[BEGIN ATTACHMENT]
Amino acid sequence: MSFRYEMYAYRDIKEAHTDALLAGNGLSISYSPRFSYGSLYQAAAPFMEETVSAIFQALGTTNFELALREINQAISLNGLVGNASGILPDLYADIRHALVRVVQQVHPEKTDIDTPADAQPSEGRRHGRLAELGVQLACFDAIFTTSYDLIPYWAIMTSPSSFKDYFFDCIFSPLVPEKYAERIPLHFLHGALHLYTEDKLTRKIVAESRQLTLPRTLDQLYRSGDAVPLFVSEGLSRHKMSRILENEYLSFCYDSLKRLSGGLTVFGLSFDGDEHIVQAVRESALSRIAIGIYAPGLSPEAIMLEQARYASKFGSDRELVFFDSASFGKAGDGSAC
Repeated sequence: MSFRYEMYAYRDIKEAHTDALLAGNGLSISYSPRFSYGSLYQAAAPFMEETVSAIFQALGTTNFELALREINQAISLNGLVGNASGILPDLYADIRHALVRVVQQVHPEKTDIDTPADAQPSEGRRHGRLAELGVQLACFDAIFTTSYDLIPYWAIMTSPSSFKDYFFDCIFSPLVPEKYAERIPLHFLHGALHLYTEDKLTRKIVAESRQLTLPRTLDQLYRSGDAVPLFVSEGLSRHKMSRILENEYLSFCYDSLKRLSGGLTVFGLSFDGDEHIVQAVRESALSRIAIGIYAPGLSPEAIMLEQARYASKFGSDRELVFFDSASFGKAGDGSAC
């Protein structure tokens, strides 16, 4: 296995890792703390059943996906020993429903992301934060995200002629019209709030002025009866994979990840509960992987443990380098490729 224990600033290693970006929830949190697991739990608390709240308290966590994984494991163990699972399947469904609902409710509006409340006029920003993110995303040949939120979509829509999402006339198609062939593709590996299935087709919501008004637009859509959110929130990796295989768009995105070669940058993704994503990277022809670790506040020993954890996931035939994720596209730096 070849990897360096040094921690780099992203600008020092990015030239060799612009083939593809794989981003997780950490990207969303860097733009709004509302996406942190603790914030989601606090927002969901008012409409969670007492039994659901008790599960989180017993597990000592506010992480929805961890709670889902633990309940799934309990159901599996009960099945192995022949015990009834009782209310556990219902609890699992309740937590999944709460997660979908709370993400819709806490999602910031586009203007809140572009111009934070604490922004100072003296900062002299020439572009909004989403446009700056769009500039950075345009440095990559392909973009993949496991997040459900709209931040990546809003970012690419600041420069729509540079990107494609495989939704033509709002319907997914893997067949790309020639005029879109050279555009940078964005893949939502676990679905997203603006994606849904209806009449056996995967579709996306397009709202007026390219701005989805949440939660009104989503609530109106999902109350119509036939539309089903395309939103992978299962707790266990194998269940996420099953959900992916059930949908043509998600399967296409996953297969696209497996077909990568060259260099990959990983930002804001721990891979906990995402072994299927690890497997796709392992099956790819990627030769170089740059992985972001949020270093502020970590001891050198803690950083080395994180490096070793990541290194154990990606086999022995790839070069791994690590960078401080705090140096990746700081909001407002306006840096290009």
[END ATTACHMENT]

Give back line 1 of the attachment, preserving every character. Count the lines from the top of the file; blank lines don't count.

Amino acid sequence: MSFRYEMYAYRDIKEAHTDALLAGNGLSISYSPRFSYGSLYQAAAPFMEETVSAIFQALGTTNFELALREINQAISLNGLVGNASGILPDLYADIRHALVRVVQQVHPEKTDIDTPADAQPSEGRRHGRLAELGVQLACFDAIFTTSYDLIPYWAIMTSPSSFKDYFFDCIFSPLVPEKYAERIPLHFLHGALHLYTEDKLTRKIVAESRQLTLPRTLDQLYRSGDAVPLFVSEGLSRHKMSRILENEYLSFCYDSLKRLSGGLTVFGLSFDGDEHIVQAVRESALSRIAIGIYAPGLSPEAIMLEQARYASKFGSDRELVFFDSASFGKAGDGSAC